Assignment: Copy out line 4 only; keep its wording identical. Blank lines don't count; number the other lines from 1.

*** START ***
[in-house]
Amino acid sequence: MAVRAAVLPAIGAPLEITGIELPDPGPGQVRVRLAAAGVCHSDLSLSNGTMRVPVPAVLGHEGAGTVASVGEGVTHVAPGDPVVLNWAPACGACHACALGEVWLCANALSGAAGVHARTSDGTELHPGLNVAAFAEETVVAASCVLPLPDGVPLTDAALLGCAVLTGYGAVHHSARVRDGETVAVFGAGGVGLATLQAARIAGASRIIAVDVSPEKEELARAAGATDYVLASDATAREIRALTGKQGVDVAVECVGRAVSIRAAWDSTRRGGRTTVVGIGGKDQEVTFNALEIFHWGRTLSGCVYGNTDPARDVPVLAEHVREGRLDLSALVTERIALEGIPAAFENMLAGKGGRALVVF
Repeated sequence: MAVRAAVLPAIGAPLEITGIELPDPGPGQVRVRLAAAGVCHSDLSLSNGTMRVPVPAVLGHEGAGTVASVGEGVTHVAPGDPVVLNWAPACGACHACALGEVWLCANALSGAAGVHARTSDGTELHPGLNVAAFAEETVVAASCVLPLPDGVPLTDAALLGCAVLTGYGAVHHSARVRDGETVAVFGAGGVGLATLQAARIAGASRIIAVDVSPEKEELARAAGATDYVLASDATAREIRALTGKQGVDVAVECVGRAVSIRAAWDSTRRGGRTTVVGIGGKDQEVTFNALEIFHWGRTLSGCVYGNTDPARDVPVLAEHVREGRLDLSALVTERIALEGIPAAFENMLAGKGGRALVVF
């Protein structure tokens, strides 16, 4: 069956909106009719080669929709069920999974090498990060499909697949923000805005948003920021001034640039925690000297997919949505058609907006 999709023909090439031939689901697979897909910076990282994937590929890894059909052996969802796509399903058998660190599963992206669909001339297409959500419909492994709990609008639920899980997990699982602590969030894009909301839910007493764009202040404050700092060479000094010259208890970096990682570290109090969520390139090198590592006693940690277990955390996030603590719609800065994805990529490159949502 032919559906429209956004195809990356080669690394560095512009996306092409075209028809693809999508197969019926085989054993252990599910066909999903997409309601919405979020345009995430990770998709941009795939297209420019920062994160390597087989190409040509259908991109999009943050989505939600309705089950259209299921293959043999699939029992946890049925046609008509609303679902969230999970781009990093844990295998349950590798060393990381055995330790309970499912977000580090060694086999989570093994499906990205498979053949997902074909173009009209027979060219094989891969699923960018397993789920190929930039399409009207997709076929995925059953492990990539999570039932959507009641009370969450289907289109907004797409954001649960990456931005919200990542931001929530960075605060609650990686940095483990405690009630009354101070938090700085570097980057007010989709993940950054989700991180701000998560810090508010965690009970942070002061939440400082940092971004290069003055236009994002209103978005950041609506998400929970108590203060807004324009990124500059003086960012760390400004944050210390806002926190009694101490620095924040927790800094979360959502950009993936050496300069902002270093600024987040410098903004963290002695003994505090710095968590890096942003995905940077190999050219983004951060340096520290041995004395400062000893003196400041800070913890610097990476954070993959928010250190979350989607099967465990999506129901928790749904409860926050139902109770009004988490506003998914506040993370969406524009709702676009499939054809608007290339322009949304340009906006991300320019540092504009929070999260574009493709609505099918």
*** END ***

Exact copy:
């Protein structure tokens, strides 16, 4: 069956909106009719080669929709069920999974090498990060499909697949923000805005948003920021001034640039925690000297997919949505058609907006 999709023909090439031939689901697979897909910076990282994937590929890894059909052996969802796509399903058998660190599963992206669909001339297409959500419909492994709990609008639920899980997990699982602590969030894009909301839910007493764009202040404050700092060479000094010259208890970096990682570290109090969520390139090198590592006693940690277990955390996030603590719609800065994805990529490159949502 032919559906429209956004195809990356080669690394560095512009996306092409075209028809693809999508197969019926085989054993252990599910066909999903997409309601919405979020345009995430990770998709941009795939297209420019920062994160390597087989190409040509259908991109999009943050989505939600309705089950259209299921293959043999699939029992946890049925046609008509609303679902969230999970781009990093844990295998349950590798060393990381055995330790309970499912977000580090060694086999989570093994499906990205498979053949997902074909173009009209027979060219094989891969699923960018397993789920190929930039399409009207997709076929995925059953492990990539999570039932959507009641009370969450289907289109907004797409954001649960990456931005919200990542931001929530960075605060609650990686940095483990405690009630009354101070938090700085570097980057007010989709993940950054989700991180701000998560810090508010965690009970942070002061939440400082940092971004290069003055236009994002209103978005950041609506998400929970108590203060807004324009990124500059003086960012760390400004944050210390806002926190009694101490620095924040927790800094979360959502950009993936050496300069902002270093600024987040410098903004963290002695003994505090710095968590890096942003995905940077190999050219983004951060340096520290041995004395400062000893003196400041800070913890610097990476954070993959928010250190979350989607099967465990999506129901928790749904409860926050139902109770009004988490506003998914506040993370969406524009709702676009499939054809608007290339322009949304340009906006991300320019540092504009929070999260574009493709609505099918």